By Rebecca Rist
Paper given at the 46th International Congress on Medieval Studies (2011)
Professor Rist spoke on various aspects of relations between the Papacy and European Jewish communities and how it was effected by the crusades. She remarked that “crusading was one of the many reasons for the decline of Christian/Jewish relations in the High Middle Ages.”
Rist notes that in the twelfth and thirteenth centuries many Jewish communities appealed to the Pope to issue letters asking for the Jews to be protected from crusaders, and several Popes starting with Alexander III even threatened to excommunicate Christians if they harassed the Jews.
But the Papacy, and Pope Innocent III in particular, were eager to end the practice of Jewish moneylending/usury with Christians, and issued edicts that Jews had to remit interest to Christians who went on Crusade. Rist also notes that we increasingly see in Papal correspondence and canon law that Jews were being depicted to be the same as Muslims and heretics, a view which would have reinforced the popular perception of Jews being an enemy within Europe.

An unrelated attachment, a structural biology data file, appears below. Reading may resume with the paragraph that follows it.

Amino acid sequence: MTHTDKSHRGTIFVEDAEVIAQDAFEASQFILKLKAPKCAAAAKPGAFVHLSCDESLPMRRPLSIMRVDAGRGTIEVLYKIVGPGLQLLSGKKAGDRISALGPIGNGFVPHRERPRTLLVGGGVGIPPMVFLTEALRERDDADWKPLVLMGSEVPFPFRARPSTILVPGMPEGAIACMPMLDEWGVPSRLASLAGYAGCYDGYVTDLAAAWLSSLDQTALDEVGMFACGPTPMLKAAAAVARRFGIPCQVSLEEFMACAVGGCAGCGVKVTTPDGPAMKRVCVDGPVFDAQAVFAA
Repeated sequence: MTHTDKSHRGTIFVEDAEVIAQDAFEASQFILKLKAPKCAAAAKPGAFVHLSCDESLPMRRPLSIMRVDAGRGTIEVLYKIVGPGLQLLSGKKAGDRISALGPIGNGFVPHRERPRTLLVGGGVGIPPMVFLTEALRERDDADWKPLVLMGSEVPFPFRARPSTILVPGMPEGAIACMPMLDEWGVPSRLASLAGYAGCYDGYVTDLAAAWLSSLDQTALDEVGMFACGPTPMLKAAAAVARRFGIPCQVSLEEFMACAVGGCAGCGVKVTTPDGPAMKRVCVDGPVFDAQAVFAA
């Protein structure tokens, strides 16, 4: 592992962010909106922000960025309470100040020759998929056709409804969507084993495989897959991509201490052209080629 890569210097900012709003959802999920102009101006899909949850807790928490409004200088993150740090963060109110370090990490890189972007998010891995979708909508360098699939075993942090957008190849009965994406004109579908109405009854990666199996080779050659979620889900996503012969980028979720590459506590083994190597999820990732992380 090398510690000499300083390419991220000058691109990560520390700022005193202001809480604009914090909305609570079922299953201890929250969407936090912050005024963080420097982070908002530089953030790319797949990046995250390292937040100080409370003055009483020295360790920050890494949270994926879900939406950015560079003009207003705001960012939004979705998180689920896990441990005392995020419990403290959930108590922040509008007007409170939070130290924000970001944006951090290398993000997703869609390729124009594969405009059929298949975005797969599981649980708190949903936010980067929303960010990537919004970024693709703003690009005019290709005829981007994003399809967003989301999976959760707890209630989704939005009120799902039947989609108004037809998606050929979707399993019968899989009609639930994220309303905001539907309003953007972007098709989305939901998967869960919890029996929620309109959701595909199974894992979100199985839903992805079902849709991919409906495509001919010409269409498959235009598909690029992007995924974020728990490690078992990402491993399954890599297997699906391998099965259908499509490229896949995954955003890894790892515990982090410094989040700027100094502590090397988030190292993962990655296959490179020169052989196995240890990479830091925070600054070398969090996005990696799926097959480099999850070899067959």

Rist also talked in her paper about Hebrew chronicles and the crusades, focusing on the work of Ephraim of Bonn. He described how during the Second Crusade there were mob attacks against Jewish communities in France and that local officials only intervened after they had been bribed. He also commends Bernard of Clairvaux, calling him a “decent priest” because he preached against violence towards the Jews, and acted to help their communities without being bribed. Ephraim seems to have been unaware or uninterested in the fact that Bernard was also preaching against Jewish usury and had asked the King of France to rescind interest owed to Jews by crusaders.
Rist ends her paper by noting that we need to look at other sources, such as disputation literature and anti-Jewish polemics, to see what more information can be found about Jewish-Papal relations.